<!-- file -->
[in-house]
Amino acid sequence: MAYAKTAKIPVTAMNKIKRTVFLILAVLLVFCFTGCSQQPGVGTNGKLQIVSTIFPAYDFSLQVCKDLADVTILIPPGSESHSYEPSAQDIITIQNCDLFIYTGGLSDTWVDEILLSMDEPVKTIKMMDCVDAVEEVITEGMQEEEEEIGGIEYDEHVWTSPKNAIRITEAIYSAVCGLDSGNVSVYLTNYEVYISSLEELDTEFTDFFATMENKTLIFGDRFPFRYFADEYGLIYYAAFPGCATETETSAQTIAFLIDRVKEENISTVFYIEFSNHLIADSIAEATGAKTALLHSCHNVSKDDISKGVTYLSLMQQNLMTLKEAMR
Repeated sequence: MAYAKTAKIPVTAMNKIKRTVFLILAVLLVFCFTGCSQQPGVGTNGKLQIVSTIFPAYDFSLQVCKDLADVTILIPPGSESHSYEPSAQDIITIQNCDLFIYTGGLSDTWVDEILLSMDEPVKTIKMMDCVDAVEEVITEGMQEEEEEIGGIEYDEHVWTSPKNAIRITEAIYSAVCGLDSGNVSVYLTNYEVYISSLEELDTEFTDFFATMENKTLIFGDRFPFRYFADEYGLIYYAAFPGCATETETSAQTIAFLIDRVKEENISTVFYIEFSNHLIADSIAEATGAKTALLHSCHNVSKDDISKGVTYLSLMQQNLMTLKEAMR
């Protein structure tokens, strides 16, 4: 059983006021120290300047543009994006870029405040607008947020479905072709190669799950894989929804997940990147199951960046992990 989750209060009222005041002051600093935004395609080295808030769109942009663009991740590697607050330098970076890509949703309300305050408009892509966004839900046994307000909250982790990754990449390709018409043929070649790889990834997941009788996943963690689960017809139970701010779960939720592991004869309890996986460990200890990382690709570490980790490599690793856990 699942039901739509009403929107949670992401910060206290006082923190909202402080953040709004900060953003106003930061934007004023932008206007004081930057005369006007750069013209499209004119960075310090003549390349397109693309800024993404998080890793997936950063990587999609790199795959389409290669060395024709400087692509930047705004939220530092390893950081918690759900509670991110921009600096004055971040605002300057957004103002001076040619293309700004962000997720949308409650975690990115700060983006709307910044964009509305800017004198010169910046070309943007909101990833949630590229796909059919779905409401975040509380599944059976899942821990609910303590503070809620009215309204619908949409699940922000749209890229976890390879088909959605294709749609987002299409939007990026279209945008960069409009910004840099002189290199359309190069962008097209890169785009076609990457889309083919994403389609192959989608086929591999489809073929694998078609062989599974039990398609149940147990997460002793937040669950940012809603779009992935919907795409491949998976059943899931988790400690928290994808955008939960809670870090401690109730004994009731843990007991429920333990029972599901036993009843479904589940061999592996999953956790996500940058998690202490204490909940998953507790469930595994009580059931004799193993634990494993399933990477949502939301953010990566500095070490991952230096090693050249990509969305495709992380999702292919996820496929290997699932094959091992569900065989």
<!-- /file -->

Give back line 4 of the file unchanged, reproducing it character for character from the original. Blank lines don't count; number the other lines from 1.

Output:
């Protein structure tokens, strides 16, 4: 059983006021120290300047543009994006870029405040607008947020479905072709190669799950894989929804997940990147199951960046992990 989750209060009222005041002051600093935004395609080295808030769109942009663009991740590697607050330098970076890509949703309300305050408009892509966004839900046994307000909250982790990754990449390709018409043929070649790889990834997941009788996943963690689960017809139970701010779960939720592991004869309890996986460990200890990382690709570490980790490599690793856990 699942039901739509009403929107949670992401910060206290006082923190909202402080953040709004900060953003106003930061934007004023932008206007004081930057005369006007750069013209499209004119960075310090003549390349397109693309800024993404998080890793997936950063990587999609790199795959389409290669060395024709400087692509930047705004939220530092390893950081918690759900509670991110921009600096004055971040605002300057957004103002001076040619293309700004962000997720949308409650975690990115700060983006709307910044964009509305800017004198010169910046070309943007909101990833949630590229796909059919779905409401975040509380599944059976899942821990609910303590503070809620009215309204619908949409699940922000749209890229976890390879088909959605294709749609987002299409939007990026279209945008960069409009910004840099002189290199359309190069962008097209890169785009076609990457889309083919994403389609192959989608086929591999489809073929694998078609062989599974039990398609149940147990997460002793937040669950940012809603779009992935919907795409491949998976059943899931988790400690928290994808955008939960809670870090401690109730004994009731843990007991429920333990029972599901036993009843479904589940061999592996999953956790996500940058998690202490204490909940998953507790469930595994009580059931004799193993634990494993399933990477949502939301953010990566500095070490991952230096090693050249990509969305495709992380999702292919996820496929290997699932094959091992569900065989």